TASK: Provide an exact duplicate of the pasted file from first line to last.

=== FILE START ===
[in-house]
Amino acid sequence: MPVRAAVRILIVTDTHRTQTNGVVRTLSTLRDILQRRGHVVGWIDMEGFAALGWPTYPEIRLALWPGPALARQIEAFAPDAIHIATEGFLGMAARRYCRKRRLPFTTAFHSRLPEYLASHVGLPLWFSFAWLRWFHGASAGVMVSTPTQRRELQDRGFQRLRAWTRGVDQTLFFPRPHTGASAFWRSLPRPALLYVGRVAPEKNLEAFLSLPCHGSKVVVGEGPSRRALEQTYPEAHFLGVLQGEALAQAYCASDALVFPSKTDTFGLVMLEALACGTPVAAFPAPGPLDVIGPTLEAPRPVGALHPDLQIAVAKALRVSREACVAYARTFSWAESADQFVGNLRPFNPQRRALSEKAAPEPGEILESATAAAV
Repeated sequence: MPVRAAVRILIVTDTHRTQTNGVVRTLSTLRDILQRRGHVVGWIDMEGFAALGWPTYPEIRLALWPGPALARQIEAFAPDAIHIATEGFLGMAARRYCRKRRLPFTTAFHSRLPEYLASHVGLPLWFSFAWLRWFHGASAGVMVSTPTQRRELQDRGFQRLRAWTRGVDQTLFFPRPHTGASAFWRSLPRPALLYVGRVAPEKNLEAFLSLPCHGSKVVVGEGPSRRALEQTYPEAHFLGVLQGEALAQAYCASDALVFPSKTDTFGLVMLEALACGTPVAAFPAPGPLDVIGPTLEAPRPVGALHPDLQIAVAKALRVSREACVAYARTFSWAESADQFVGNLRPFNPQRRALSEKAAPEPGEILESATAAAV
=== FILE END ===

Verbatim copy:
[in-house]
Amino acid sequence: MPVRAAVRILIVTDTHRTQTNGVVRTLSTLRDILQRRGHVVGWIDMEGFAALGWPTYPEIRLALWPGPALARQIEAFAPDAIHIATEGFLGMAARRYCRKRRLPFTTAFHSRLPEYLASHVGLPLWFSFAWLRWFHGASAGVMVSTPTQRRELQDRGFQRLRAWTRGVDQTLFFPRPHTGASAFWRSLPRPALLYVGRVAPEKNLEAFLSLPCHGSKVVVGEGPSRRALEQTYPEAHFLGVLQGEALAQAYCASDALVFPSKTDTFGLVMLEALACGTPVAAFPAPGPLDVIGPTLEAPRPVGALHPDLQIAVAKALRVSREACVAYARTFSWAESADQFVGNLRPFNPQRRALSEKAAPEPGEILESATAAAV
Repeated sequence: MPVRAAVRILIVTDTHRTQTNGVVRTLSTLRDILQRRGHVVGWIDMEGFAALGWPTYPEIRLALWPGPALARQIEAFAPDAIHIATEGFLGMAARRYCRKRRLPFTTAFHSRLPEYLASHVGLPLWFSFAWLRWFHGASAGVMVSTPTQRRELQDRGFQRLRAWTRGVDQTLFFPRPHTGASAFWRSLPRPALLYVGRVAPEKNLEAFLSLPCHGSKVVVGEGPSRRALEQTYPEAHFLGVLQGEALAQAYCASDALVFPSKTDTFGLVMLEALACGTPVAAFPAPGPLDVIGPTLEAPRPVGALHPDLQIAVAKALRVSREACVAYARTFSWAESADQFVGNLRPFNPQRRALSEKAAPEPGEILESATAAAV